Pioneers discuss biotech startup funding and how to generate it
While a novel idea is a great starting point for almost any business, it is rarely enough to sustain and turn it into something that will stand the test of time. For that to happen, many things are required: a strong management and leadership team, a solid marketing plan, a clear need as defined by the market itself, and of course, startup capital. Without initial cash, scaling up an operation from a concept to a full-scale company is exceptionally difficult. Attempting to do that in as capital-intensive a business segment as biotechnology would be next to impossible.
To ease the startup journey and help prospective founders on their way to blazing new trails in biotechnology, here are some helpful tips from top biotech entrepreneurs on how to generate biotech startup funding.
Craig Shimasaki and some non-negotiables for all biotech startups
Dr. Craig Shimasaki has almost four decades of experience as the founder and CEO of investment firm Biosource Consulting. In this article on the seven steps every biotech firm should take when building their enterprise, he includes the importance of identifying a clear market need and the designation of key personnel in leadership positions as crucial starting points for any biotech firm.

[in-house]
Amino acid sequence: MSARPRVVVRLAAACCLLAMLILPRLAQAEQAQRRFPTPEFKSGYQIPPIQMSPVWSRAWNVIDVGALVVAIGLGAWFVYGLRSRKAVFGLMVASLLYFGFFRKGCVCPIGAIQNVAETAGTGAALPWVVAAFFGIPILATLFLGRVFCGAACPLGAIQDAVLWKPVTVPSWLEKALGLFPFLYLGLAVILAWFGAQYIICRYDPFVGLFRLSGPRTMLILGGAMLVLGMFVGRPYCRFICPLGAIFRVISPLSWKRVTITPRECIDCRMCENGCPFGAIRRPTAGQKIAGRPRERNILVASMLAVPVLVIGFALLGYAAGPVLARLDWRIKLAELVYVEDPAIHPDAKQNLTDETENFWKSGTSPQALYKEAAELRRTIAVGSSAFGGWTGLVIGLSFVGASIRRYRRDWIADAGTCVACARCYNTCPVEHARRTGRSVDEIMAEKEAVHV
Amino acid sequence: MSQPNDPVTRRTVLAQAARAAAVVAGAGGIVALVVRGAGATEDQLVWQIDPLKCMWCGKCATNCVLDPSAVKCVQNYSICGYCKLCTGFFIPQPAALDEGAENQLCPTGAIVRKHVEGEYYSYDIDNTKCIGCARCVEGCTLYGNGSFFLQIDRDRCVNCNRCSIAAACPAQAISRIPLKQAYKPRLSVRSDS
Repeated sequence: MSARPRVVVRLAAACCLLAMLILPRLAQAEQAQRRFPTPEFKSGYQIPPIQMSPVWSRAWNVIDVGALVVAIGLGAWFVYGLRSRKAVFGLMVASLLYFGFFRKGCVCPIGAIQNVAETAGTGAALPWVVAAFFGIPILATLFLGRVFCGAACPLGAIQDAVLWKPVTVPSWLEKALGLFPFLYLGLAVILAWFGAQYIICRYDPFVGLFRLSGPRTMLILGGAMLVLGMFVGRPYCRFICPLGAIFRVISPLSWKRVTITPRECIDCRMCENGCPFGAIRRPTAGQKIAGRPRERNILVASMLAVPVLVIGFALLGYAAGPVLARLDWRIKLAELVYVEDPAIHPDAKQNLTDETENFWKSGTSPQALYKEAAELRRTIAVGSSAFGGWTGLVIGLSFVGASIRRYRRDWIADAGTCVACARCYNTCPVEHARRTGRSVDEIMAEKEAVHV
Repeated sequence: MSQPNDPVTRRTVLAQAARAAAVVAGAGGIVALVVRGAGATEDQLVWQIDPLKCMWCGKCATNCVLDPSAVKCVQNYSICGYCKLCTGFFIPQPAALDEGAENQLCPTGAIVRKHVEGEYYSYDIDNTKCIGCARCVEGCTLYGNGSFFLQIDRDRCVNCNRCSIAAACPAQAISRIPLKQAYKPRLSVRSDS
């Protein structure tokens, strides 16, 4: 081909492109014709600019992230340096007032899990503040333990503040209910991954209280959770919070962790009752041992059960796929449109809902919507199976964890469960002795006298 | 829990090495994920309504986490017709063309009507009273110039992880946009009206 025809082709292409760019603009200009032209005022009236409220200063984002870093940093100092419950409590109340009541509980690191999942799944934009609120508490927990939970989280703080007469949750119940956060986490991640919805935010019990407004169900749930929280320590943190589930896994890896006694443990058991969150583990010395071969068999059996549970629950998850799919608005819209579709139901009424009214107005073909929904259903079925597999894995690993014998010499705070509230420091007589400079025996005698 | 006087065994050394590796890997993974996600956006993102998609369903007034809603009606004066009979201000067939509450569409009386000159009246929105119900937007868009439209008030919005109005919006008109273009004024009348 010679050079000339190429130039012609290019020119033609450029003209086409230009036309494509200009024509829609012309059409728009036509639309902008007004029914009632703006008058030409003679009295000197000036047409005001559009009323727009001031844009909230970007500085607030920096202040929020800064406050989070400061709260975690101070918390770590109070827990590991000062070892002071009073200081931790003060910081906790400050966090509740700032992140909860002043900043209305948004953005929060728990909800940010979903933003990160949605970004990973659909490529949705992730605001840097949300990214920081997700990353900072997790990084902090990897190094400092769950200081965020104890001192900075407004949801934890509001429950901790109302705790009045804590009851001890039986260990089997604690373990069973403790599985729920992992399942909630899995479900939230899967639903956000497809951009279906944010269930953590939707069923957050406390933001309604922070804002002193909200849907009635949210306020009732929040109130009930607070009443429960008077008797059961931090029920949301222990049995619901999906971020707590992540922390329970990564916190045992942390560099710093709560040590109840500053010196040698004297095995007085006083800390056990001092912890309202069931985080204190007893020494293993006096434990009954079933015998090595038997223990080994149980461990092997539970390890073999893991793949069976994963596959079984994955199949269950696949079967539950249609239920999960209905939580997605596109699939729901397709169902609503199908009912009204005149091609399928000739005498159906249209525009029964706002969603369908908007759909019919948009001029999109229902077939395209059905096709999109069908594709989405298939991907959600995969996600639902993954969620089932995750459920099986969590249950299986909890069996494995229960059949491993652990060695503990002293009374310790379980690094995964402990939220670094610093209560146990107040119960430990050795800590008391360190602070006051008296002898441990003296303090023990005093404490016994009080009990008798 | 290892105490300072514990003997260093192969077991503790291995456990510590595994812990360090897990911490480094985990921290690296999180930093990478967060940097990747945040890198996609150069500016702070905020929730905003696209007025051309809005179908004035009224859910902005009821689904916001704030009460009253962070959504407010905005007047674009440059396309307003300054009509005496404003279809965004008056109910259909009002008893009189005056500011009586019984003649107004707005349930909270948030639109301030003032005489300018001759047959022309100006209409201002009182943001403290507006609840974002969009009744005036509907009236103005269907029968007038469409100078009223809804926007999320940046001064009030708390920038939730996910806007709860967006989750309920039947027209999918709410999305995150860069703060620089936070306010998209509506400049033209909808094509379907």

In identifying a need, Shimasaki recognizes that not every great idea results in a product with a market. Therefore, founders must ensure that a demand exists for their conceptualized product; otherwise, it will likely languish and have a hard time driving investor interest.
Meanwhile, creating a strong leadership team that will drive the company's growth will put it in the best position for success. Shimasaki advises discretion at this point, saying that not all interested individuals should be founders and that founders should be invested in the company's welfare, even beyond any capital they might be required to put in.
Khoa Nguyen on investor recruitment strategies for biotech firms
Dr. Khoa Nguyen is an immunologist with more than 15 years of biotechnology entrepreneurship experience. His company, Tranquis Therapeutics, raised more than $30 million in Series A funding.
In this article on strategies that startup founders can use to generate seed funding for their enterprise, he recognizes that personal pitches directed to potential investors in one's own personal or professional network are still some of the most powerful tools in a founder's toolbox for generating seed capital. He also advises that biotech founders ought to have an elevator pitch in place even before approaching potential investors. This will provide investors with a quick overview of the firm's objectives, potential products or technology applications, and further interests without going into too much detail.
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